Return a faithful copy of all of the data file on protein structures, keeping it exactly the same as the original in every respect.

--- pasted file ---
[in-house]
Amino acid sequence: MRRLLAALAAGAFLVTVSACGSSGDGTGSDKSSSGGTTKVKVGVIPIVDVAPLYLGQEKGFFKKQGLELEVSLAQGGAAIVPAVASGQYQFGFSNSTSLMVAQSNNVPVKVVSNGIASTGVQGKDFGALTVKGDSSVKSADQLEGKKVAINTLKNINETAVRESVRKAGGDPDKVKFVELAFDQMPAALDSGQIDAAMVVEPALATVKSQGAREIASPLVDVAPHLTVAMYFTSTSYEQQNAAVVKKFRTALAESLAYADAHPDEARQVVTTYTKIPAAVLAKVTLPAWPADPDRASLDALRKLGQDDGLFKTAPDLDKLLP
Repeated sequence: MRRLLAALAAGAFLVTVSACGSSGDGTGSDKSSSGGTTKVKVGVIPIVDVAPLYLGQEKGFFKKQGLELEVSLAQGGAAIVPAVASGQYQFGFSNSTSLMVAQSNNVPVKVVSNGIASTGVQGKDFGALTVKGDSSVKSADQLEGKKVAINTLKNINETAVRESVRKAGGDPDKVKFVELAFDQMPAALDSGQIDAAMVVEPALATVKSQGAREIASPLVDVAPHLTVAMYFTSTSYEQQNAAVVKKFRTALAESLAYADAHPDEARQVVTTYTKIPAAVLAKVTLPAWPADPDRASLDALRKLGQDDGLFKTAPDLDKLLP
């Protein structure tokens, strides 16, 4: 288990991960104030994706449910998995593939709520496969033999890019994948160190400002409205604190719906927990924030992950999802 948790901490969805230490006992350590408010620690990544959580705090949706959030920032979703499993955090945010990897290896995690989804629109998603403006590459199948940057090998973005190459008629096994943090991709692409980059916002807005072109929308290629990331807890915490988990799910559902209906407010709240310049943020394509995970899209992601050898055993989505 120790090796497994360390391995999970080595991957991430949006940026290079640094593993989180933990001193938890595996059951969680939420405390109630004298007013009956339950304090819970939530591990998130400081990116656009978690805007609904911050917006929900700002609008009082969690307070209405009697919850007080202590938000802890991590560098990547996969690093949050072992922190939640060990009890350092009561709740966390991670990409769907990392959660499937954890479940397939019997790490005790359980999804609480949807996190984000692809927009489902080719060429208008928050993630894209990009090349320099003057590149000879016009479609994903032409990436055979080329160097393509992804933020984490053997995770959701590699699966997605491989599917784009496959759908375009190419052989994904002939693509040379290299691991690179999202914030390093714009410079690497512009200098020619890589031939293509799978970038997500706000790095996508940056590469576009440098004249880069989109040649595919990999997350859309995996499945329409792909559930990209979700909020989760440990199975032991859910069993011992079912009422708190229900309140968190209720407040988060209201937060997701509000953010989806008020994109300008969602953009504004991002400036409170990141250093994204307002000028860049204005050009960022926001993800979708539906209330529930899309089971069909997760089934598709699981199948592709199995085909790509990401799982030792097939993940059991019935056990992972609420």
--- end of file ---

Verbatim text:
[in-house]
Amino acid sequence: MRRLLAALAAGAFLVTVSACGSSGDGTGSDKSSSGGTTKVKVGVIPIVDVAPLYLGQEKGFFKKQGLELEVSLAQGGAAIVPAVASGQYQFGFSNSTSLMVAQSNNVPVKVVSNGIASTGVQGKDFGALTVKGDSSVKSADQLEGKKVAINTLKNINETAVRESVRKAGGDPDKVKFVELAFDQMPAALDSGQIDAAMVVEPALATVKSQGAREIASPLVDVAPHLTVAMYFTSTSYEQQNAAVVKKFRTALAESLAYADAHPDEARQVVTTYTKIPAAVLAKVTLPAWPADPDRASLDALRKLGQDDGLFKTAPDLDKLLP
Repeated sequence: MRRLLAALAAGAFLVTVSACGSSGDGTGSDKSSSGGTTKVKVGVIPIVDVAPLYLGQEKGFFKKQGLELEVSLAQGGAAIVPAVASGQYQFGFSNSTSLMVAQSNNVPVKVVSNGIASTGVQGKDFGALTVKGDSSVKSADQLEGKKVAINTLKNINETAVRESVRKAGGDPDKVKFVELAFDQMPAALDSGQIDAAMVVEPALATVKSQGAREIASPLVDVAPHLTVAMYFTSTSYEQQNAAVVKKFRTALAESLAYADAHPDEARQVVTTYTKIPAAVLAKVTLPAWPADPDRASLDALRKLGQDDGLFKTAPDLDKLLP
């Protein structure tokens, strides 16, 4: 288990991960104030994706449910998995593939709520496969033999890019994948160190400002409205604190719906927990924030992950999802 948790901490969805230490006992350590408010620690990544959580705090949706959030920032979703499993955090945010990897290896995690989804629109998603403006590459199948940057090998973005190459008629096994943090991709692409980059916002807005072109929308290629990331807890915490988990799910559902209906407010709240310049943020394509995970899209992601050898055993989505 120790090796497994360390391995999970080595991957991430949006940026290079640094593993989180933990001193938890595996059951969680939420405390109630004298007013009956339950304090819970939530591990998130400081990116656009978690805007609904911050917006929900700002609008009082969690307070209405009697919850007080202590938000802890991590560098990547996969690093949050072992922190939640060990009890350092009561709740966390991670990409769907990392959660499937954890479940397939019997790490005790359980999804609480949807996190984000692809927009489902080719060429208008928050993630894209990009090349320099003057590149000879016009479609994903032409990436055979080329160097393509992804933020984490053997995770959701590699699966997605491989599917784009496959759908375009190419052989994904002939693509040379290299691991690179999202914030390093714009410079690497512009200098020619890589031939293509799978970038997500706000790095996508940056590469576009440098004249880069989109040649595919990999997350859309995996499945329409792909559930990209979700909020989760440990199975032991859910069993011992079912009422708190229900309140968190209720407040988060209201937060997701509000953010989806008020994109300008969602953009504004991002400036409170990141250093994204307002000028860049204005050009960022926001993800979708539906209330529930899309089971069909997760089934598709699981199948592709199995085909790509990401799982030792097939993940059991019935056990992972609420």